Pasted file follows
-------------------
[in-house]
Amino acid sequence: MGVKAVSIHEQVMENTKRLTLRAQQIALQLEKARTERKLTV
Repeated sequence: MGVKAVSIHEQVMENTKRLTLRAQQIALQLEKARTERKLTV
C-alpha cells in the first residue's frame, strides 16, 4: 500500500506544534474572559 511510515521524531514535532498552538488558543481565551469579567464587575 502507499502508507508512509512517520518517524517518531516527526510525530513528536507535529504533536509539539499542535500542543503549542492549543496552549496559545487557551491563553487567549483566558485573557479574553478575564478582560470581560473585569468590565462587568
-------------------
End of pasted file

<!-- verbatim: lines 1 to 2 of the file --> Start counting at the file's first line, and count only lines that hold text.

[in-house]
Amino acid sequence: MGVKAVSIHEQVMENTKRLTLRAQQIALQLEKARTERKLTV